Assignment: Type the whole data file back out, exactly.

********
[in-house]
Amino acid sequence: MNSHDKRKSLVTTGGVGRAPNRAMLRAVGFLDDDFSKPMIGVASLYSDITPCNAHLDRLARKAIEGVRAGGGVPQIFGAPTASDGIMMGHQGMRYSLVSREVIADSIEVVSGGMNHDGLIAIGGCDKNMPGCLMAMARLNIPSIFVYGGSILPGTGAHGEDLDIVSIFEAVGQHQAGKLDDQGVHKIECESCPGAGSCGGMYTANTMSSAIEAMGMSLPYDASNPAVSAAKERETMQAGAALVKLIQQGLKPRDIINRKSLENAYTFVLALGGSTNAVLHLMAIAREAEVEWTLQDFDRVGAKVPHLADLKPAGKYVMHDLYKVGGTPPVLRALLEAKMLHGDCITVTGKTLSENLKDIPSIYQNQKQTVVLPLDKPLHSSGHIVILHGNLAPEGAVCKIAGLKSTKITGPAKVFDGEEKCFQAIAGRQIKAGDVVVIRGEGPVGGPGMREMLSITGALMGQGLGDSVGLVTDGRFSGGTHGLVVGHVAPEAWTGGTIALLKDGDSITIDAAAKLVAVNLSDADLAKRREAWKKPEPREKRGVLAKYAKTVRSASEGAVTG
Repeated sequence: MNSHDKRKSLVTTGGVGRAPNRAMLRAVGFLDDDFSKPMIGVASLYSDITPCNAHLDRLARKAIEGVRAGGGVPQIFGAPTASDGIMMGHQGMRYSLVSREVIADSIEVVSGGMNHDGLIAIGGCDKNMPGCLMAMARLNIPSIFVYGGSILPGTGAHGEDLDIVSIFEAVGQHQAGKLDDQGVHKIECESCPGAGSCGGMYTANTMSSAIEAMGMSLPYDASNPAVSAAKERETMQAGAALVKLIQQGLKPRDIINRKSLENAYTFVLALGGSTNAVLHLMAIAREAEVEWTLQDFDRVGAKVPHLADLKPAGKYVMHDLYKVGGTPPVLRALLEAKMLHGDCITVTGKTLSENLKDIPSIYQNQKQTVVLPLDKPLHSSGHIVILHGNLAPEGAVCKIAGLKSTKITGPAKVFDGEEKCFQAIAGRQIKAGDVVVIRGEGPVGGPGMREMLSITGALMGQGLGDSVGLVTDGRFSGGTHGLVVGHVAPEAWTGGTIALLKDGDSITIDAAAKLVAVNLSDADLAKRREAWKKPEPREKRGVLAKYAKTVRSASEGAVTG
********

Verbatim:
[in-house]
Amino acid sequence: MNSHDKRKSLVTTGGVGRAPNRAMLRAVGFLDDDFSKPMIGVASLYSDITPCNAHLDRLARKAIEGVRAGGGVPQIFGAPTASDGIMMGHQGMRYSLVSREVIADSIEVVSGGMNHDGLIAIGGCDKNMPGCLMAMARLNIPSIFVYGGSILPGTGAHGEDLDIVSIFEAVGQHQAGKLDDQGVHKIECESCPGAGSCGGMYTANTMSSAIEAMGMSLPYDASNPAVSAAKERETMQAGAALVKLIQQGLKPRDIINRKSLENAYTFVLALGGSTNAVLHLMAIAREAEVEWTLQDFDRVGAKVPHLADLKPAGKYVMHDLYKVGGTPPVLRALLEAKMLHGDCITVTGKTLSENLKDIPSIYQNQKQTVVLPLDKPLHSSGHIVILHGNLAPEGAVCKIAGLKSTKITGPAKVFDGEEKCFQAIAGRQIKAGDVVVIRGEGPVGGPGMREMLSITGALMGQGLGDSVGLVTDGRFSGGTHGLVVGHVAPEAWTGGTIALLKDGDSITIDAAAKLVAVNLSDADLAKRREAWKKPEPREKRGVLAKYAKTVRSASEGAVTG
Repeated sequence: MNSHDKRKSLVTTGGVGRAPNRAMLRAVGFLDDDFSKPMIGVASLYSDITPCNAHLDRLARKAIEGVRAGGGVPQIFGAPTASDGIMMGHQGMRYSLVSREVIADSIEVVSGGMNHDGLIAIGGCDKNMPGCLMAMARLNIPSIFVYGGSILPGTGAHGEDLDIVSIFEAVGQHQAGKLDDQGVHKIECESCPGAGSCGGMYTANTMSSAIEAMGMSLPYDASNPAVSAAKERETMQAGAALVKLIQQGLKPRDIINRKSLENAYTFVLALGGSTNAVLHLMAIAREAEVEWTLQDFDRVGAKVPHLADLKPAGKYVMHDLYKVGGTPPVLRALLEAKMLHGDCITVTGKTLSENLKDIPSIYQNQKQTVVLPLDKPLHSSGHIVILHGNLAPEGAVCKIAGLKSTKITGPAKVFDGEEKCFQAIAGRQIKAGDVVVIRGEGPVGGPGMREMLSITGALMGQGLGDSVGLVTDGRFSGGTHGLVVGHVAPEAWTGGTIALLKDGDSITIDAAAKLVAVNLSDADLAKRREAWKKPEPREKRGVLAKYAKTVRSASEGAVTG